Children's Rights(redirected from Court Standing)
The opportunity for children to participate in political and legal decisions that affect them; in a broad sense, the rights of children to live free from hunger, abuse, neglect, and other inhumane conditions.
The issue of children's rights is poorly defined in legislation and by the courts, partly because U.S. society as a whole has not decided how much autonomy to grant children. Although the United States is built on protecting the interests of individuals and the twentieth century saw the rights of people with special needs recognized, the nation has yet to extend to children legal standing (the right to bring a court case) and legal protection similar to that of adults.
When most children's advocates talk about children's rights, they are not referring to the same rights held by adults, such as the rights to vote, drink, smoke, and run for office. Instead, they mean that more emphasis should be placed on children's status as "natural persons" deserving of benefits under the law as provided in the U.S. Constitution and its Bill of Rights.
The U.S. legal system grants rights to people who are deemed competent to exercise those rights. This qualification poses a dilemma for advocates of children's rights because most children lack the skills to advocate for themselves in the political, judicial, or economic arena. Yet, children's rights supporters believe that because of this powerlessness, children must be granted more protections and power than has been provided in their legal status.
Parens Patriae ("the state as parent") is the philosophy that guided many court decisions in the 1990s. This approach basically assumes that the government has a duty to make decisions on behalf of children to ensure that their best interests are met. But the doctrine can be interpreted as allowing government interests to replace interests children may wish to express on their own behalf. It also assumes that what the government wants matches what the child needs, which may or may not be true.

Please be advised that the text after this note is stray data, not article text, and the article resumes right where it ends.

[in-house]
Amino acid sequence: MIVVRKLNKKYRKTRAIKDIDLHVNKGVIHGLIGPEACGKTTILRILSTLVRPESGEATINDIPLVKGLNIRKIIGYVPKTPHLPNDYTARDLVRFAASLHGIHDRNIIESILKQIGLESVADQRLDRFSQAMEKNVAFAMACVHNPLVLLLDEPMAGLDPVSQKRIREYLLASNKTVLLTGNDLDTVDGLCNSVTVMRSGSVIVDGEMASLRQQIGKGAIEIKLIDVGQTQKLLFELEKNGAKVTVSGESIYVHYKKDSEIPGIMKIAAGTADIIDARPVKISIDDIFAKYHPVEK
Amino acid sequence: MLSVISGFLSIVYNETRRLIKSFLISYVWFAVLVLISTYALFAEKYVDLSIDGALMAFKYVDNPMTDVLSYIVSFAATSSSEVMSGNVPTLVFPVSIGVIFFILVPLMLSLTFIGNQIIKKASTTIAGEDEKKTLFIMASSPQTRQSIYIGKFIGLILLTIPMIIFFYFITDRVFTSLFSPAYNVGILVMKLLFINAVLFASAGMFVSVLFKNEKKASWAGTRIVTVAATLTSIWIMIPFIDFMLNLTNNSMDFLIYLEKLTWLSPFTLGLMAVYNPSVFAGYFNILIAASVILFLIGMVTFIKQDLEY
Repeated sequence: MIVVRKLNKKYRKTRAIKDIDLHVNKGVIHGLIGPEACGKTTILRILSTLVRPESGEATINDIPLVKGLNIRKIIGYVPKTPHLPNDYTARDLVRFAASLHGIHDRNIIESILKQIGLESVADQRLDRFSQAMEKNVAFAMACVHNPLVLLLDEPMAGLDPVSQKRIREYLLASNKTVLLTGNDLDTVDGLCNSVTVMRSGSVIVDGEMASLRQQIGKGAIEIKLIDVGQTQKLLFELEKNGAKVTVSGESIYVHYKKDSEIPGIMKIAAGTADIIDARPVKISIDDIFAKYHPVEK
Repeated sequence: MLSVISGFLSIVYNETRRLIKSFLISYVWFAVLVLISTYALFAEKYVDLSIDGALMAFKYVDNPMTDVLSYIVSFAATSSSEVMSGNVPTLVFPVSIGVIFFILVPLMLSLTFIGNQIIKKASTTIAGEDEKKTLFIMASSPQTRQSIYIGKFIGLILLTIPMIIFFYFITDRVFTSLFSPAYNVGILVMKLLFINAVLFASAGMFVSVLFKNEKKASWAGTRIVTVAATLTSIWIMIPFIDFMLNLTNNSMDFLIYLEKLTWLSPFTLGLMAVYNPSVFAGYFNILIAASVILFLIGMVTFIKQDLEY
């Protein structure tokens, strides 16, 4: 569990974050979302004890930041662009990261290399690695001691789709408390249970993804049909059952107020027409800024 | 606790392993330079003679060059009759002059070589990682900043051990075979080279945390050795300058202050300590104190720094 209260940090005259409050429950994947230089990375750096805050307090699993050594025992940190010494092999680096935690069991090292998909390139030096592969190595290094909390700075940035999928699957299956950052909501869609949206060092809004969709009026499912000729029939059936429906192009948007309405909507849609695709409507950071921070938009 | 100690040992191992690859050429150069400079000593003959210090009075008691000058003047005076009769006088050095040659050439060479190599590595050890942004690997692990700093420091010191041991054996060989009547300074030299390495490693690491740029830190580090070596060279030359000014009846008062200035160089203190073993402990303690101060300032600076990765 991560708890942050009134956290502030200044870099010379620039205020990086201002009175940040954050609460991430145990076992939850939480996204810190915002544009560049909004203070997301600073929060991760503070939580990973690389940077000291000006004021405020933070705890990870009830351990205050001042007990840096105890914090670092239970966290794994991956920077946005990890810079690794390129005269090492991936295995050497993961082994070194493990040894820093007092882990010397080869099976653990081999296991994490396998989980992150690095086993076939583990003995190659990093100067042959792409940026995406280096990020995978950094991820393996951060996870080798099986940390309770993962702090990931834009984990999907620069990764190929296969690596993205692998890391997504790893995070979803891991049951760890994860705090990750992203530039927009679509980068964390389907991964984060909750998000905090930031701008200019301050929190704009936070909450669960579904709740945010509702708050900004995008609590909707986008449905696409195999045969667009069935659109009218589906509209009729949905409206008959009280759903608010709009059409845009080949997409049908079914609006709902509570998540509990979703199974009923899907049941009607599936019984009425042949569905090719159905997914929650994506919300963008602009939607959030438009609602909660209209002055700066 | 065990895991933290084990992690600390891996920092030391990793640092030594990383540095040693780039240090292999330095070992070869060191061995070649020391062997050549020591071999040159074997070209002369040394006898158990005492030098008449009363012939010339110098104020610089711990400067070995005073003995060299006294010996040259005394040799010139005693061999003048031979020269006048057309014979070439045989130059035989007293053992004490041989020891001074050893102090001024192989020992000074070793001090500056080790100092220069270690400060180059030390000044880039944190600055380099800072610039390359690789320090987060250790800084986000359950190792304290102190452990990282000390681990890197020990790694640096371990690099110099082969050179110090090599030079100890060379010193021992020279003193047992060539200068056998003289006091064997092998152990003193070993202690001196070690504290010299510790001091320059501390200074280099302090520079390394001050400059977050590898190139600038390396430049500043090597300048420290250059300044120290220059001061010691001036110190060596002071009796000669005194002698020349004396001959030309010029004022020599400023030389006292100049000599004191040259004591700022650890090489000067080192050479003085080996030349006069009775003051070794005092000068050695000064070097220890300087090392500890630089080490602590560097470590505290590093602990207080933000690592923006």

How U.S. society defines and provides children's rights has implications for many areas: how children are represented by attorneys; how resources are distributed, for example, in a family experiencing Divorce; how long some children will live in abusive situations or foster care; how the role of families is viewed; and more.
Twelve-year-old Gregory Kingsley made the news headlines in 1992 when he went to court to sever his legal ties to his parents—and won (In re Kingsley, No. JU90-5245, 1992 WL 551484 [Fla. Cir. Ct. Oct. 21, 1992; Kingsley v. Kingsley, 623 So. 2d 780 (Fla. Ct. App. 1993)]). A year later, Kimberly Mays, age 17, won her legal battle to end any parental rights her biological parents might attempt to exercise (Twigg v. Mays, No. 88-4489-CA-01, 1993 WL 330624 [Fla. Cir. Ct. Aug. 18, 1993]). What was unusual in both cases was that children were allowed to advocate for their interests on their own behalf. Some children's rights advocates believe that competent children like Mays and Kingsley must be allowed to use the courts to pursue their interests. But these particular cases may have done more to promote the discussion of children's rights than to promote actual rights.